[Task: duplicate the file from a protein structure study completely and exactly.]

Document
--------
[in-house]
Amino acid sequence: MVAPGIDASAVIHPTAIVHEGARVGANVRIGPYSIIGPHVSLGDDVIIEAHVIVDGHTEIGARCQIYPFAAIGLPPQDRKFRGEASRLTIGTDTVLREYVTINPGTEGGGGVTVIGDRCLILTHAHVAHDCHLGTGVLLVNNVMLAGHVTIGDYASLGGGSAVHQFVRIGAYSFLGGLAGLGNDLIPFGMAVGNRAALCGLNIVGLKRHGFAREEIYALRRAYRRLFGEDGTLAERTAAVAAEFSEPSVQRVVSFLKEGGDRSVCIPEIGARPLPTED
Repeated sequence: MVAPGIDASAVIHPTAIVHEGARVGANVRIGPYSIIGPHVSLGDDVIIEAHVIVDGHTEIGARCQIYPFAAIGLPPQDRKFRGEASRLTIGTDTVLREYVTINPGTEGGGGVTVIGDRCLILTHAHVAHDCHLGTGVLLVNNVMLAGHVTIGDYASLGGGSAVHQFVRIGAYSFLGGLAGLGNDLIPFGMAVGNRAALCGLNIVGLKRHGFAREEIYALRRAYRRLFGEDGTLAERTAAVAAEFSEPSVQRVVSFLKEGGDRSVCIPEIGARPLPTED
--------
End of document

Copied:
[in-house]
Amino acid sequence: MVAPGIDASAVIHPTAIVHEGARVGANVRIGPYSIIGPHVSLGDDVIIEAHVIVDGHTEIGARCQIYPFAAIGLPPQDRKFRGEASRLTIGTDTVLREYVTINPGTEGGGGVTVIGDRCLILTHAHVAHDCHLGTGVLLVNNVMLAGHVTIGDYASLGGGSAVHQFVRIGAYSFLGGLAGLGNDLIPFGMAVGNRAALCGLNIVGLKRHGFAREEIYALRRAYRRLFGEDGTLAERTAAVAAEFSEPSVQRVVSFLKEGGDRSVCIPEIGARPLPTED
Repeated sequence: MVAPGIDASAVIHPTAIVHEGARVGANVRIGPYSIIGPHVSLGDDVIIEAHVIVDGHTEIGARCQIYPFAAIGLPPQDRKFRGEASRLTIGTDTVLREYVTINPGTEGGGGVTVIGDRCLILTHAHVAHDCHLGTGVLLVNNVMLAGHVTIGDYASLGGGSAVHQFVRIGAYSFLGGLAGLGNDLIPFGMAVGNRAALCGLNIVGLKRHGFAREEIYALRRAYRRLFGEDGTLAERTAAVAAEFSEPSVQRVVSFLKEGGDRSVCIPEIGARPLPTED